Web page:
Eileen Dahill/N. America



My Belfast born mom still keeps the light on for the few trick-or-treaters we still get on Halloween. We only had eleven this year. She stands at the door nibbling on the Kit-Kat candy bars and keeps suggesting upgrades to lure children to her house. “We could use bigger candles in the pumpkins” “Bring the bench to the sidewalk and put a pumpkin on it.” (I did.) “Turn the lights on in the kitchen in case they come up the alley”. But it is a cold Halloween even by Minnesota standards. There are few children about the neighborhood. They’ve gone to the malls and the goblins are off the streets. The tradition remains strong in some neighborhoods but we end up with a bowl of Kit-Kats between us on the couch.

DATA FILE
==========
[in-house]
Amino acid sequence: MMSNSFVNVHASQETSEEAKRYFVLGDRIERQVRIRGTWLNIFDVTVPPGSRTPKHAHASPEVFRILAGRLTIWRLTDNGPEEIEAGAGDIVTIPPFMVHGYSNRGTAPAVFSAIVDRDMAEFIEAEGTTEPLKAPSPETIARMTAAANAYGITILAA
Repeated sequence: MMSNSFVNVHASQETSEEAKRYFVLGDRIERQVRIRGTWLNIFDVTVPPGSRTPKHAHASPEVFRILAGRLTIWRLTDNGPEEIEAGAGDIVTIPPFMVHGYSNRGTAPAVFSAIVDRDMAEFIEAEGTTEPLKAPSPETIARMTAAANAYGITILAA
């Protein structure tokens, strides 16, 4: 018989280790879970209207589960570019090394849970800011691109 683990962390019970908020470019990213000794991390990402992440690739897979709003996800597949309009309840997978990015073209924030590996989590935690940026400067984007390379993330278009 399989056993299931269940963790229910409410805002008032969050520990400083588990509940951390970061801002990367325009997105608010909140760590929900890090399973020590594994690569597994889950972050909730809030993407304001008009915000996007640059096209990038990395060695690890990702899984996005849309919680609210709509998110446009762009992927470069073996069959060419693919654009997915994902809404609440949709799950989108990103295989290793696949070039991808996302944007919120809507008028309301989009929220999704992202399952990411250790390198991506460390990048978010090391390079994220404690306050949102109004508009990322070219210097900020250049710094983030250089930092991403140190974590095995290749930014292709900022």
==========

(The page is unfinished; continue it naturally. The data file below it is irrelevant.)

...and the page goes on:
Since the 80’s there has always been a bonfire in St. Paul, Minnesota at a park. At one time, the night included renting the pavilion which was used to host a traditional dinner, games for the children, music and song. It was not uncommon to run out of food. In recent years the big crowd is long gone (probably to the mall – and I say this tongue-in-cheek) but we still gather around a bonfire for the craic. There was a wind whipping around so we had to keep shifting from one side of the fire pit to the other not to get burned but we managed to get a few songs in before the embers. It was just cold enough for us to have a story or two about how we braved last nights’ weather.


Voice for the Grave

They say that the walls between the living and the dead are very thin this time of year. The day of the bonfire I saw that my friend request was accepted by Brenda Buckley on Facebook. She has been dead for five years. I know that sometimes sites on Facebook are maintained by friends or family after their death – but perhaps this was not the case.